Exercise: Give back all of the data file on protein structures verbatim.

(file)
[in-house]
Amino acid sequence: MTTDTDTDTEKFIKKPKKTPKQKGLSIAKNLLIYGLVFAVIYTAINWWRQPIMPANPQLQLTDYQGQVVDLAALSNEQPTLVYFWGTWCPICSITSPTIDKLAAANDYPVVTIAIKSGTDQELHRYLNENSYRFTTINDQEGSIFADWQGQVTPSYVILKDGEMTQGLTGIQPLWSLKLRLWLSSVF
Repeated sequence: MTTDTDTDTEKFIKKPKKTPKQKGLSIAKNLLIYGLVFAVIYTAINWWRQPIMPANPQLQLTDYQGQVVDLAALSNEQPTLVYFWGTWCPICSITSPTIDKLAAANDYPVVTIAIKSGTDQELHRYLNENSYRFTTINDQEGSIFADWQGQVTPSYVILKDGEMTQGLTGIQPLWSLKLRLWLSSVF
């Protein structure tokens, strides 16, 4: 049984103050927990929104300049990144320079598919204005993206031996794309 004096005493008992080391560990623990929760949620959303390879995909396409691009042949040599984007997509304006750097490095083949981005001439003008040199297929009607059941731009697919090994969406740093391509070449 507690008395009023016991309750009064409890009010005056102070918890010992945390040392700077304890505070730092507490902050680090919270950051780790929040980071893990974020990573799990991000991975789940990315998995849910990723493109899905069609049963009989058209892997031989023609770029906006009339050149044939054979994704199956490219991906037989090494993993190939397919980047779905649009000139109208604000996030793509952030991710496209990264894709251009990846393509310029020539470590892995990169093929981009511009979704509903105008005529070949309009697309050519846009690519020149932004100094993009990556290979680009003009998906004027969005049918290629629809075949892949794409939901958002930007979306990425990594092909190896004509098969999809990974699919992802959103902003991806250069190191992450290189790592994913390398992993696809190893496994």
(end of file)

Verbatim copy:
[in-house]
Amino acid sequence: MTTDTDTDTEKFIKKPKKTPKQKGLSIAKNLLIYGLVFAVIYTAINWWRQPIMPANPQLQLTDYQGQVVDLAALSNEQPTLVYFWGTWCPICSITSPTIDKLAAANDYPVVTIAIKSGTDQELHRYLNENSYRFTTINDQEGSIFADWQGQVTPSYVILKDGEMTQGLTGIQPLWSLKLRLWLSSVF
Repeated sequence: MTTDTDTDTEKFIKKPKKTPKQKGLSIAKNLLIYGLVFAVIYTAINWWRQPIMPANPQLQLTDYQGQVVDLAALSNEQPTLVYFWGTWCPICSITSPTIDKLAAANDYPVVTIAIKSGTDQELHRYLNENSYRFTTINDQEGSIFADWQGQVTPSYVILKDGEMTQGLTGIQPLWSLKLRLWLSSVF
């Protein structure tokens, strides 16, 4: 049984103050927990929104300049990144320079598919204005993206031996794309 004096005493008992080391560990623990929760949620959303390879995909396409691009042949040599984007997509304006750097490095083949981005001439003008040199297929009607059941731009697919090994969406740093391509070449 507690008395009023016991309750009064409890009010005056102070918890010992945390040392700077304890505070730092507490902050680090919270950051780790929040980071893990974020990573799990991000991975789940990315998995849910990723493109899905069609049963009989058209892997031989023609770029906006009339050149044939054979994704199956490219991906037989090494993993190939397919980047779905649009000139109208604000996030793509952030991710496209990264894709251009990846393509310029020539470590892995990169093929981009511009979704509903105008005529070949309009697309050519846009690519020149932004100094993009990556290979680009003009998906004027969005049918290629629809075949892949794409939901958002930007979306990425990594092909190896004509098969999809990974699919992802959103902003991806250069190191992450290189790592994913390398992993696809190893496994």